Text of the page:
HDTV leaps 'last hurdle' in transition; Deal sets standard, allows cable boxes to be built into TVs
Copyright 2002 Gannett Company, Inc.
TV makers and cable companies have tentatively reached a landmark agreement aimed at kick-starting the tepid rollout of digital high-definition TV (HDTV) — and eventually eliminating the need for cable set-top boxes, say people close to the matter.
The deal sets national standards that will let TV makers embed cable-box technology in new sets. Digital TVs will then be able to receive HDTV signals via cable — they generally cannot today — which is how 72 million of the 105 million U.S. TV households get programming. And the TVs could receive digital-cable service without the now-required digital set-top box.
The overall effect would be to remove most of the hurdles, and extra equipment, involved in making full use of an HDTV set and in receiving digital-TV programming of all kinds via cable.
"This would address the last hurdle in the digital TV (transition)," says Dave Arland of TV maker Thomson.
The deal, five years in the making, is expected to go this month to the Federal Communications Commission, which must pass rules to implement it. A three-year phase-in starting in 2004 is expected.
Only 4.8 million households have digital TVs, and most of those don't even have digital-broadcast tuners to receive HDTV signals over the airwaves. Customers use the sets to watch DVDs. Nearly half the USA's 1,300 TV stations beam at least some prime-time shows in crystal-clear HDTV.
The FCC in August required TV makers to start putting digital-broadcast tuners in all new TVs between 2004 and 2007. TV makers resisted at the time, saying it would boost the price of TVs and be of little use because most homes get their TV via cable.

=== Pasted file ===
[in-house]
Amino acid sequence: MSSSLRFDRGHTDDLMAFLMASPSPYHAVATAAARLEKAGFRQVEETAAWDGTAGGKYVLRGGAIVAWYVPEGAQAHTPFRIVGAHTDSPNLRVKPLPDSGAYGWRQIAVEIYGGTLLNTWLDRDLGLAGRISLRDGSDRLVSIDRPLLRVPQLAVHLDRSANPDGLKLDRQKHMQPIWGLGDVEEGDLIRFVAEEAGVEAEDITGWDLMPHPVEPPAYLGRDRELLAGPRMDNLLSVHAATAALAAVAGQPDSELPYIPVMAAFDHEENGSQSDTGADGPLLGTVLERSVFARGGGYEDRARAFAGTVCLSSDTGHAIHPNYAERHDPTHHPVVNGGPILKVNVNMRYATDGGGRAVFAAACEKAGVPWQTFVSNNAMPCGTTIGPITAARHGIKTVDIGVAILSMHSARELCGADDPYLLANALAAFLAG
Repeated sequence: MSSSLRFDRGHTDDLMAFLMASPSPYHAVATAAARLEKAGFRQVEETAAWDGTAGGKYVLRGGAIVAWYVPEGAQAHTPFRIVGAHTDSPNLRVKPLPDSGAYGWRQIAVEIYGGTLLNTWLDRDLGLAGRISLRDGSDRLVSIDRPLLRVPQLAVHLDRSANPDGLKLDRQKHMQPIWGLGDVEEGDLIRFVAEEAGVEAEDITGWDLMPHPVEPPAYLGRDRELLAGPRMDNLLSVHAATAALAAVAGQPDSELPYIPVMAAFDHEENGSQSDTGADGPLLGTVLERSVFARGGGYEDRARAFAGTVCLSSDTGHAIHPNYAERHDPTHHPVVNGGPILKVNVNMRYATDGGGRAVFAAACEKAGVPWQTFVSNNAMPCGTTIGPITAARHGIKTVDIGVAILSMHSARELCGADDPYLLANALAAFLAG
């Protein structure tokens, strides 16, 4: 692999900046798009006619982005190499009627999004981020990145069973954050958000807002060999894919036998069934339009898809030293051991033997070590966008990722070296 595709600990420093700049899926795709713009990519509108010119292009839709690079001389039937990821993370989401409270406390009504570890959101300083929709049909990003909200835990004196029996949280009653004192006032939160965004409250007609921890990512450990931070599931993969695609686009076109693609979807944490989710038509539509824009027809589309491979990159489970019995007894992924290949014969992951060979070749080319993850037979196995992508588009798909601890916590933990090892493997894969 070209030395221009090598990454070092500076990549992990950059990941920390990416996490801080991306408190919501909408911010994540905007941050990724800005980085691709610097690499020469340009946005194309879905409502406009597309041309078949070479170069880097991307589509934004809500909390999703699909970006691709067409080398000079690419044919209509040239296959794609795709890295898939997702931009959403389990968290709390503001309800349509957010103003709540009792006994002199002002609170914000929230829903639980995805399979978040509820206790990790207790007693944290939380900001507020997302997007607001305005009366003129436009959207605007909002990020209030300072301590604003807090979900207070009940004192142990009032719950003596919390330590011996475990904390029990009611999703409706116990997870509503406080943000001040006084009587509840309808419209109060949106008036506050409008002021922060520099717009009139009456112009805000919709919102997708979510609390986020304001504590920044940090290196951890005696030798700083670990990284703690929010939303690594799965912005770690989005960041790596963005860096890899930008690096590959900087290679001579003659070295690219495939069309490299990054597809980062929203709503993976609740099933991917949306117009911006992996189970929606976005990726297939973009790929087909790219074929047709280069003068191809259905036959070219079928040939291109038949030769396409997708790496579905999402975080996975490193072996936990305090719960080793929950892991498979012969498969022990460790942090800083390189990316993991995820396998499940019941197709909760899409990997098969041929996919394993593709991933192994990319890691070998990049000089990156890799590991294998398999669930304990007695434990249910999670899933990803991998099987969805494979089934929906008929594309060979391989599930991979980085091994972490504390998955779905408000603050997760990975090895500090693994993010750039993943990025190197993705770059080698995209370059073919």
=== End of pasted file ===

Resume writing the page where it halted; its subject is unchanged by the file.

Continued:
This deal addresses that. Today, the few digital-cable systems that transmit HDTV use analog links to hook set-top boxes to digital TVs, preventing consumers from getting the full benefit of the higher-grade pictures. Some cable systems supply special HDTV set-top boxes at about $10 a month, but few consumers order them.
The pact sets standards ensuring that all cable systems can send HDTV signals and all digital TVs can receive them.
"We want a retailer to be able to say, 'Yes, your HDTV set is cable-ready,' " Arland says.
Digital-cable systems already have committed to showing at least five channels in HDTV next year. And all cable systems are expected to convert to digital.
The agreement helps ensure that 85 percent of consumers will get digital TV by 2006. An added benefit: The digital pact sets standards to permit TV makers to build technology into sets so cable subscribers can get premium channels. Customers who move would simply plug their new cable system's security card into the TV.
To get the digital deal, cable firms gave up demands that new TVs be certified by their researchers, a move that would have slowed product delivery, Communications Daily says. They also compromised on proposals to limit home recording of digital programs.